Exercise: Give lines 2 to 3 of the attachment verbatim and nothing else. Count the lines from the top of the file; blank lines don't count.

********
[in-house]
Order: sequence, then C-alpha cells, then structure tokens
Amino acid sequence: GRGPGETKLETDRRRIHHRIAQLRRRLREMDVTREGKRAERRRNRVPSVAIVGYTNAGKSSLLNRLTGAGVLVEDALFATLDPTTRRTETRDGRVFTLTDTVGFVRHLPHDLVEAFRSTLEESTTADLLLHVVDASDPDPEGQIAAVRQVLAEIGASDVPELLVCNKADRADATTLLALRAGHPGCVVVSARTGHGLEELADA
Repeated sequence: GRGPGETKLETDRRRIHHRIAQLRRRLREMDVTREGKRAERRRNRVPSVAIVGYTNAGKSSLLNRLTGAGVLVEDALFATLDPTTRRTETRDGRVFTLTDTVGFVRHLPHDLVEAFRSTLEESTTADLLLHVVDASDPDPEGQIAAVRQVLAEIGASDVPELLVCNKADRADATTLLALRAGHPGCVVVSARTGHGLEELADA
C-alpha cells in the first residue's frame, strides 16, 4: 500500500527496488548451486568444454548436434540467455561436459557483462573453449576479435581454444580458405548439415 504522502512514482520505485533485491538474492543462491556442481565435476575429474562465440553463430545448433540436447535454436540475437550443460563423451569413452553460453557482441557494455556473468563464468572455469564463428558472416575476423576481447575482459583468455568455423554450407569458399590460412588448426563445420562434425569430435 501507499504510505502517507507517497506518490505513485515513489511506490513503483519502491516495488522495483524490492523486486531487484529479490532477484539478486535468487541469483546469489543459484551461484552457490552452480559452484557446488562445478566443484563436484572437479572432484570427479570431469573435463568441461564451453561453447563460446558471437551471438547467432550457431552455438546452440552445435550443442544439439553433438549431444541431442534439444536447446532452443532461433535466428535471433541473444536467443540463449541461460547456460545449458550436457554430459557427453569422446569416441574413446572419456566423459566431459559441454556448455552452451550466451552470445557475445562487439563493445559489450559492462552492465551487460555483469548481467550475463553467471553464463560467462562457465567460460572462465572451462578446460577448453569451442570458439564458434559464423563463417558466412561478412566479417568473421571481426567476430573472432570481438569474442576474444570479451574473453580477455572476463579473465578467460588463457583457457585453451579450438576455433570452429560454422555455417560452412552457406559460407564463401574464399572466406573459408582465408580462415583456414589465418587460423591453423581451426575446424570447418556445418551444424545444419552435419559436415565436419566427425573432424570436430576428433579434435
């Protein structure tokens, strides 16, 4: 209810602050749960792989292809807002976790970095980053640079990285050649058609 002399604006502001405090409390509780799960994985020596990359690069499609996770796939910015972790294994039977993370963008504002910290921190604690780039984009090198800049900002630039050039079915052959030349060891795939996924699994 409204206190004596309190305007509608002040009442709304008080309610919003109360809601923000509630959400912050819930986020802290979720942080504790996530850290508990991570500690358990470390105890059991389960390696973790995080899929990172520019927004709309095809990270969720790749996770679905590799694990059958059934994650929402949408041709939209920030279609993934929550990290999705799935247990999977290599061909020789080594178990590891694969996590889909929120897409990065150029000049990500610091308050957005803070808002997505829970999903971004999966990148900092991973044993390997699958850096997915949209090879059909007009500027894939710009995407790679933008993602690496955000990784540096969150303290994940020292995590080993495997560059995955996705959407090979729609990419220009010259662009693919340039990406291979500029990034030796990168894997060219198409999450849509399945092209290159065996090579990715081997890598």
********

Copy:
Order: sequence, then C-alpha cells, then structure tokens
Amino acid sequence: GRGPGETKLETDRRRIHHRIAQLRRRLREMDVTREGKRAERRRNRVPSVAIVGYTNAGKSSLLNRLTGAGVLVEDALFATLDPTTRRTETRDGRVFTLTDTVGFVRHLPHDLVEAFRSTLEESTTADLLLHVVDASDPDPEGQIAAVRQVLAEIGASDVPELLVCNKADRADATTLLALRAGHPGCVVVSARTGHGLEELADA